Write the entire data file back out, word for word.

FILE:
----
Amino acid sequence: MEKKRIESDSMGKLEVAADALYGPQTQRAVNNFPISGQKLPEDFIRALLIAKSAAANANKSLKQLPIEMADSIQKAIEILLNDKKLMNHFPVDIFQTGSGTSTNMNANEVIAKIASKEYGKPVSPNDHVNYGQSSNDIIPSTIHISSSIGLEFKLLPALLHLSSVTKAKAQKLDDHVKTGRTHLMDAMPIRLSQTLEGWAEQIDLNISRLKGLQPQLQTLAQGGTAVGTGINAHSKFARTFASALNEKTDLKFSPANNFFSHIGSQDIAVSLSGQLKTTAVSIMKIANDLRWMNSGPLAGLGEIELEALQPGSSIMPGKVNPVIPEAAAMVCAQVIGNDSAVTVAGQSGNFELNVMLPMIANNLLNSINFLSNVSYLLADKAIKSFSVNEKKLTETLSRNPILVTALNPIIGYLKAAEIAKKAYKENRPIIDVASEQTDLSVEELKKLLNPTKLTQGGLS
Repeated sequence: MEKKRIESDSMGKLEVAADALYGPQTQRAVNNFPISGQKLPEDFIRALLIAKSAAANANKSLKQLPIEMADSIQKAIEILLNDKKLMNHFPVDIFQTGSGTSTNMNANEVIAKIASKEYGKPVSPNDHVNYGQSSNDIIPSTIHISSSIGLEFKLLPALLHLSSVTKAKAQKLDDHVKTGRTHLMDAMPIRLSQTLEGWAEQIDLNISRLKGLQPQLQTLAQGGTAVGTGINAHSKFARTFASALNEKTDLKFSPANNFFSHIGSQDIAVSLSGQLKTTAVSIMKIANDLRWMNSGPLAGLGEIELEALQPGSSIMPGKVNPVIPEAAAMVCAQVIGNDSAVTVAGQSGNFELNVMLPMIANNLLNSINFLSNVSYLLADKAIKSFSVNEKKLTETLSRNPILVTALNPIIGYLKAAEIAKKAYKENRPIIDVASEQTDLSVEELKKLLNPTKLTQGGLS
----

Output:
Amino acid sequence: MEKKRIESDSMGKLEVAADALYGPQTQRAVNNFPISGQKLPEDFIRALLIAKSAAANANKSLKQLPIEMADSIQKAIEILLNDKKLMNHFPVDIFQTGSGTSTNMNANEVIAKIASKEYGKPVSPNDHVNYGQSSNDIIPSTIHISSSIGLEFKLLPALLHLSSVTKAKAQKLDDHVKTGRTHLMDAMPIRLSQTLEGWAEQIDLNISRLKGLQPQLQTLAQGGTAVGTGINAHSKFARTFASALNEKTDLKFSPANNFFSHIGSQDIAVSLSGQLKTTAVSIMKIANDLRWMNSGPLAGLGEIELEALQPGSSIMPGKVNPVIPEAAAMVCAQVIGNDSAVTVAGQSGNFELNVMLPMIANNLLNSINFLSNVSYLLADKAIKSFSVNEKKLTETLSRNPILVTALNPIIGYLKAAEIAKKAYKENRPIIDVASEQTDLSVEELKKLLNPTKLTQGGLS
Repeated sequence: MEKKRIESDSMGKLEVAADALYGPQTQRAVNNFPISGQKLPEDFIRALLIAKSAAANANKSLKQLPIEMADSIQKAIEILLNDKKLMNHFPVDIFQTGSGTSTNMNANEVIAKIASKEYGKPVSPNDHVNYGQSSNDIIPSTIHISSSIGLEFKLLPALLHLSSVTKAKAQKLDDHVKTGRTHLMDAMPIRLSQTLEGWAEQIDLNISRLKGLQPQLQTLAQGGTAVGTGINAHSKFARTFASALNEKTDLKFSPANNFFSHIGSQDIAVSLSGQLKTTAVSIMKIANDLRWMNSGPLAGLGEIELEALQPGSSIMPGKVNPVIPEAAAMVCAQVIGNDSAVTVAGQSGNFELNVMLPMIANNLLNSINFLSNVSYLLADKAIKSFSVNEKKLTETLSRNPILVTALNPIIGYLKAAEIAKKAYKENRPIIDVASEQTDLSVEELKKLLNPTKLTQGGLS